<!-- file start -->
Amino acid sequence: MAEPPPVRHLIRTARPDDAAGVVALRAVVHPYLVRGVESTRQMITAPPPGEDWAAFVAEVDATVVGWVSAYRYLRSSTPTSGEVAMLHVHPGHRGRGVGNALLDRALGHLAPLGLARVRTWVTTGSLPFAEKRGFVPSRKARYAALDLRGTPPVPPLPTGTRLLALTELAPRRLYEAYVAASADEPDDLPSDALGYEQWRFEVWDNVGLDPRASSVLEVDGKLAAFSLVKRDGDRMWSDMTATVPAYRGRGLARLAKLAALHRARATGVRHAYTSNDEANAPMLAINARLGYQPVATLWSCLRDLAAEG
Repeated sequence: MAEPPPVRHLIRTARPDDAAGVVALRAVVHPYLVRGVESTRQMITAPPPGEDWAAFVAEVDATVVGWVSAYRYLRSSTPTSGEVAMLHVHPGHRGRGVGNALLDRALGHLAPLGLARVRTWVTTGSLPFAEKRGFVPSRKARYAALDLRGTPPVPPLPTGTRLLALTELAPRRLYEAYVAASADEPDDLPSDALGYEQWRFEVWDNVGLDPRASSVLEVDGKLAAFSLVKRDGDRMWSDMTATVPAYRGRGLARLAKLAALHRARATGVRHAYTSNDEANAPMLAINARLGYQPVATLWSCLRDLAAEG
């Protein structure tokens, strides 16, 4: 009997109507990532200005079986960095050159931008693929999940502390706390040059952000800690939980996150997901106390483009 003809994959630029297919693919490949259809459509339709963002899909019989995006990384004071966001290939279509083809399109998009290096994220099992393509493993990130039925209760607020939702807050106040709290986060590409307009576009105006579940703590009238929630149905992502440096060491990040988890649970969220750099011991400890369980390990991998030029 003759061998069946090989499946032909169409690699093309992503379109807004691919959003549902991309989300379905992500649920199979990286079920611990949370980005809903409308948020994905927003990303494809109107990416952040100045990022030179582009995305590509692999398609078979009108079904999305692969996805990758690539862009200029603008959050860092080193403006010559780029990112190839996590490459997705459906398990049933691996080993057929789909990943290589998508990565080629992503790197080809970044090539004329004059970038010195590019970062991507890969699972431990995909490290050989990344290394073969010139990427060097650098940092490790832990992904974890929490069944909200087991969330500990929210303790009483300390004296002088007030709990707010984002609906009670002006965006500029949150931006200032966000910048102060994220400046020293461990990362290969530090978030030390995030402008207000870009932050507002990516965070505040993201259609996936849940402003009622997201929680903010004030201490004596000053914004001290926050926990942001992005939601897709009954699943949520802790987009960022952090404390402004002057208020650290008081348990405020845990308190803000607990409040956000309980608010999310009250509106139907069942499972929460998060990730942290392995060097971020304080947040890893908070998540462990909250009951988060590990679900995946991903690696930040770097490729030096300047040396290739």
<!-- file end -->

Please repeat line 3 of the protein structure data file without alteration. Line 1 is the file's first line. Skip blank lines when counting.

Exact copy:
């Protein structure tokens, strides 16, 4: 009997109507990532200005079986960095050159931008693929999940502390706390040059952000800690939980996150997901106390483009 003809994959630029297919693919490949259809459509339709963002899909019989995006990384004071966001290939279509083809399109998009290096994220099992393509493993990130039925209760607020939702807050106040709290986060590409307009576009105006579940703590009238929630149905992502440096060491990040988890649970969220750099011991400890369980390990991998030029 003759061998069946090989499946032909169409690699093309992503379109807004691919959003549902991309989300379905992500649920199979990286079920611990949370980005809903409308948020994905927003990303494809109107990416952040100045990022030179582009995305590509692999398609078979009108079904999305692969996805990758690539862009200029603008959050860092080193403006010559780029990112190839996590490459997705459906398990049933691996080993057929789909990943290589998508990565080629992503790197080809970044090539004329004059970038010195590019970062991507890969699972431990995909490290050989990344290394073969010139990427060097650098940092490790832990992904974890929490069944909200087991969330500990929210303790009483300390004296002088007030709990707010984002609906009670002006965006500029949150931006200032966000910048102060994220400046020293461990990362290969530090978030030390995030402008207000870009932050507002990516965070505040993201259609996936849940402003009622997201929680903010004030201490004596000053914004001290926050926990942001992005939601897709009954699943949520802790987009960022952090404390402004002057208020650290008081348990405020845990308190803000607990409040956000309980608010999310009250509106139907069942499972929460998060990730942290392995060097971020304080947040890893908070998540462990909250009951988060590990679900995946991903690696930040770097490729030096300047040396290739």